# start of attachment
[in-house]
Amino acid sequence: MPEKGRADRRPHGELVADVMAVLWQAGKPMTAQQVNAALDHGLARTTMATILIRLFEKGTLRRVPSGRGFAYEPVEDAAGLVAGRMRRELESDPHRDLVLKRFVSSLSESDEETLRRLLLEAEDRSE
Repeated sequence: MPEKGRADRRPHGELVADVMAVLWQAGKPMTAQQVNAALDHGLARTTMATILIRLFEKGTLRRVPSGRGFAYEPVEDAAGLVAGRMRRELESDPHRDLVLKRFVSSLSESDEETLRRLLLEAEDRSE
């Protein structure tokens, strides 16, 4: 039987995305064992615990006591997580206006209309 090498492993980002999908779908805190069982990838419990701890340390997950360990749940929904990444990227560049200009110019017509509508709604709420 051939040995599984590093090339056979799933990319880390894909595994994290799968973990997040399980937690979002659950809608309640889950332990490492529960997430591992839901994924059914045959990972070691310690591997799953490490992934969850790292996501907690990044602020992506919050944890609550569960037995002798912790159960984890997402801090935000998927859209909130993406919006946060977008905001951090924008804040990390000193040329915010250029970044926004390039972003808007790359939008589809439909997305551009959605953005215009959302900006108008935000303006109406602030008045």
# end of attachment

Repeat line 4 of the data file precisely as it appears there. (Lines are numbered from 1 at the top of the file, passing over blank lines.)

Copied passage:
């Protein structure tokens, strides 16, 4: 039987995305064992615990006591997580206006209309 090498492993980002999908779908805190069982990838419990701890340390997950360990749940929904990444990227560049200009110019017509509508709604709420 051939040995599984590093090339056979799933990319880390894909595994994290799968973990997040399980937690979002659950809608309640889950332990490492529960997430591992839901994924059914045959990972070691310690591997799953490490992934969850790292996501907690990044602020992506919050944890609550569960037995002798912790159960984890997402801090935000998927859209909130993406919006946060977008905001951090924008804040990390000193040329915010250029970044926004390039972003808007790359939008589809439909997305551009959605953005215009959302900006108008935000303006109406602030008045």